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I have a huge table full of records and with PHP I'm making a seperate page for each one. On the page I want to interlink them alphatbetically, for example the page 'Dunn' would have links like this in the sidebar:

  • Darren
  • Dave
  • Doom
  • Dunn
  • Dupp
  • Duss
  • Dutt

Always with 3 links either side going up and down the alphabet. All the data is going to be inserted into the table at once and the only way I can think of doing this is by setting a number upon insertion of where it will be in the alphabet relative to the other data.

This seems complicated and I'm wondering if there was an easier or simply better solution? I've seen this done on quite a few sites before so hopefully I can find one :) Any help would be appreciated.

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3 Answers 3

up vote 5 down vote accepted

Expanding on Gumbo's answer: You can do it in one query if you so wish, by using UNION.

(
SELECT  `name` 
FROM  `table` 
WHERE  `name` <  "Dunn"
ORDER BY  `name` DESC 
LIMIT 3
)
UNION ALL (

SELECT  `name` 
FROM  `table`
WHERE  `name` =  "Dunn"
LIMIT 1
)
UNION ALL (

SELECT  `name` 
FROM  `table` 
WHERE  `name` >  "Dunn"
ORDER BY  `name` ASC
LIMIT 3
)

Thus giving a table with all 7 required entries.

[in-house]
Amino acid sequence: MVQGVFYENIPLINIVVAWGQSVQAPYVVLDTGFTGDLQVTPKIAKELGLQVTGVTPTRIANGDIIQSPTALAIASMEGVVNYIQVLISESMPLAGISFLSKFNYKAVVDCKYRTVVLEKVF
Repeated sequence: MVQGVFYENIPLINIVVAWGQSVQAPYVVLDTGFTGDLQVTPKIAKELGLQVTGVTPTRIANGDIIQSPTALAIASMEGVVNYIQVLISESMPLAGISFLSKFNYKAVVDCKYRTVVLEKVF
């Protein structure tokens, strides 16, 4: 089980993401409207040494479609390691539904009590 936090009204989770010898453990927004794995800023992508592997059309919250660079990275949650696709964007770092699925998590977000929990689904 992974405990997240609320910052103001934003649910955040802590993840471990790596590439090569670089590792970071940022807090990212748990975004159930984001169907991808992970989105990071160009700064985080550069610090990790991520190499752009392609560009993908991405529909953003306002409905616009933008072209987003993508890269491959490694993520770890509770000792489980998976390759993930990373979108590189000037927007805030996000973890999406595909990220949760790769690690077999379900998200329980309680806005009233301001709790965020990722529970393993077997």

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1  
+1 nice, but i guess there might occure some problems if "name" isnt unique –  Flo Jul 20 '09 at 14:30
    
Flo - yes, this SQL does assume that there are only unique entries in the database. hlpiii has offered a solution to use the ID of the name, which would make this more robust if indeed duplicate entries were being used. –  different Jul 20 '09 at 14:54

You need to do two queries:

  1. Get 3 records that preceed Dunn:

    SELECT `name`
    FROM `table`
    WHERE `name` < "Dunn"
    ORDER BY `name` DESC
    LIMIT 3
    
  2. Get 3 records that follow Dunn:

    SELECT `name`
    FROM `table`
    WHERE `name` > "Dunn"
    ORDER BY `name` ASC
    LIMIT 3
    
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If your name field is a unique index, the first two answers work fine. But if you have more than one 'Dunn,' for instance, you'll have to write a little more SQL than that.

Let's say the 'Dunn' we want is record 123. I assume we'd already know this when the page is requested, because generally to be more precise we search for 'Dunn' by record_id and not name (myscript.php?id=123, rather than myscript.php?name=Dunn). We can then do this to collect the 3 above and 3 below:

SELECT name FROM table WHERE name <= 'Dunn' AND record_id <> 123 ORDER BY name ASC LIMIT 3

And...

SELECT name FROM table WHERE name >= 'Dunn' AND record_id <> 123 ORDER BY name ASC LIMIT 3

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Of course both our answers are assuming that "Dunn" only appears once in the database, but for duplicates that may have different meanings you are of course correct. –  different Jul 20 '09 at 14:32

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